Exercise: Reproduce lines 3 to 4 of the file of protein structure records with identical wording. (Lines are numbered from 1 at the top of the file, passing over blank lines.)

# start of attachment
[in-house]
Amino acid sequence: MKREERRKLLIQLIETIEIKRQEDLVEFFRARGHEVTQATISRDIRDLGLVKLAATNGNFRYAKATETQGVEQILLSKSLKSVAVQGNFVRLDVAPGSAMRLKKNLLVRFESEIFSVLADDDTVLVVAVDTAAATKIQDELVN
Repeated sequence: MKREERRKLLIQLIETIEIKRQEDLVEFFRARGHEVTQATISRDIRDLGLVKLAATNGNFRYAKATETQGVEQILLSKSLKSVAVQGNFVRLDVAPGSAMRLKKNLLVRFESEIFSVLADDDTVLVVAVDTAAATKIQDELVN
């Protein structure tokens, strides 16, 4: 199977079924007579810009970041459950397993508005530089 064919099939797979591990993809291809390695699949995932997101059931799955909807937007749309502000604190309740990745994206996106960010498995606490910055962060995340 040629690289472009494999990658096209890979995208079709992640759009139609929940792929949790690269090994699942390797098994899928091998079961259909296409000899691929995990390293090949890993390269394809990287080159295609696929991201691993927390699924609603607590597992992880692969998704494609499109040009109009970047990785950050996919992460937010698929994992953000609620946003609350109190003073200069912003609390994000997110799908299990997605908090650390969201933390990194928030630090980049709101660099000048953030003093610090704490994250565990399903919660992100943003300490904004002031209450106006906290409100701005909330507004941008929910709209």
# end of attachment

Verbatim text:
Repeated sequence: MKREERRKLLIQLIETIEIKRQEDLVEFFRARGHEVTQATISRDIRDLGLVKLAATNGNFRYAKATETQGVEQILLSKSLKSVAVQGNFVRLDVAPGSAMRLKKNLLVRFESEIFSVLADDDTVLVVAVDTAAATKIQDELVN
């Protein structure tokens, strides 16, 4: 199977079924007579810009970041459950397993508005530089 064919099939797979591990993809291809390695699949995932997101059931799955909807937007749309502000604190309740990745994206996106960010498995606490910055962060995340 040629690289472009494999990658096209890979995208079709992640759009139609929940792929949790690269090994699942390797098994899928091998079961259909296409000899691929995990390293090949890993390269394809990287080159295609696929991201691993927390699924609603607590597992992880692969998704494609499109040009109009970047990785950050996919992460937010698929994992953000609620946003609350109190003073200069912003609390994000997110799908299990997605908090650390969201933390990194928030630090980049709101660099000048953030003093610090704490994250565990399903919660992100943003300490904004002031209450106006906290409100701005909330507004941008929910709209």